The Future of the Book in the Digital Age

August 9, 2012

Our business manager, Ioan Suciu, published “The Future of the Book in the Digital Age,” an excellent article about ebooks in the Spring issue of the National Association of College Auxiliary Services (NACAS) magazine, College Services. The article offers a wide-ranging look at issues confronting university libraries, departments, and students as they adopt ebooks, and is available online through the NACAS site.  Here are a few highlights:

“The biggest current issue is that there is a lack of publishing infrastructure to take an e-textbook and deliver it against all available platforms and operating systems. Therefore, the question about switching from print to digital in the classroom is: Could providing access to e-textbooks be enhanced by libraries facilitating use of iPads, smartphones, and ebook readers via standardized platforms?”

“Some U.S.-based institutions have started handing out tablets to students pre-loaded with content: others have started renting out e-readers. Sem Sutter, the head of collection development at Georgetown University said the university offers Amazon e-book readers for check out to students, faculty, and staff.”

Library director Sarah Houghton offers another librarian’s perspective, humorously presented on her Librarian in Black blog: “eBooks is to libraries what that awful boyfriend (or girlfriend) was to you. Think about it. And when I say “eBooks” I mean the whole messed up situation–the copyright nightmares, the publishers, the fragmented formats, the ridiculous terms of service, the device incompatibility, the third-party aggregation companies libraries do business with–all of it. eBooks is the guy who takes advantage of your good nature and generosity only to exploit every last weakness you have for his own personal gain.”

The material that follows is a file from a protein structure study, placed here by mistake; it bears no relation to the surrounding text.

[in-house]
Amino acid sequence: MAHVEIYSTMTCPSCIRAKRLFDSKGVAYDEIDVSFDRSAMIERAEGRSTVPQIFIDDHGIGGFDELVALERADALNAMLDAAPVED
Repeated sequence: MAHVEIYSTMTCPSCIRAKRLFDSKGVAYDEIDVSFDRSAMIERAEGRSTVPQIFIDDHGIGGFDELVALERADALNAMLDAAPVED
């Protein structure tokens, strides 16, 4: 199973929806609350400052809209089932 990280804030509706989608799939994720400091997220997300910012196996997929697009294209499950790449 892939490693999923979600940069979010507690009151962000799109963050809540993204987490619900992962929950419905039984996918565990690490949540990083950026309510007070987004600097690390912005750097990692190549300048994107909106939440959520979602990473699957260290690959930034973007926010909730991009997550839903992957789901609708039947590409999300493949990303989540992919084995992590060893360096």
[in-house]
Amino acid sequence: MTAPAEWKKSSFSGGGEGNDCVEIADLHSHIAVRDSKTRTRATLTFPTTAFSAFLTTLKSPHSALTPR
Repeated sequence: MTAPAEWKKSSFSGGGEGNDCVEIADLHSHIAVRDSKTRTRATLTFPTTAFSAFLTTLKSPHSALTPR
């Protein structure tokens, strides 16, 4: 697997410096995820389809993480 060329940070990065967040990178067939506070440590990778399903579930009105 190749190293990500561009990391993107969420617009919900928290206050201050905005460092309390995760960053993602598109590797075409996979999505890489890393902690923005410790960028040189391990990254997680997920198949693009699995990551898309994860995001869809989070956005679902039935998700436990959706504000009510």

The November Charleston conference is always a great place to soak up the perspective of librarians across the spectrum, and many of our friends are presenting this year, including Mark Coker, Peter Brantley, Mike Shatzkin, Doug Armato, and Georgetown University’s former provost James O’Donnell.

-John Warren


The Passion of the Indies

July 17, 2012

By John Warren, Marketing & Sales Director, Georgetown University Press

Last week I had the pleasure of attending George Washington University’s 5th Annual Conference on Ethics and Publishing, an event with the theme of “Preserving, Protecting and Enhancing the Publishing Ecosystem” and featuring some of the bright minds of academic and general publishing. My friend Mike Shatzkin of the Idea Logical Company, who writes the essential publishing blog The Shatzkin Files, had alerted me to the conference, but I was pleased to see some other familiar names and faces in the day’s line up.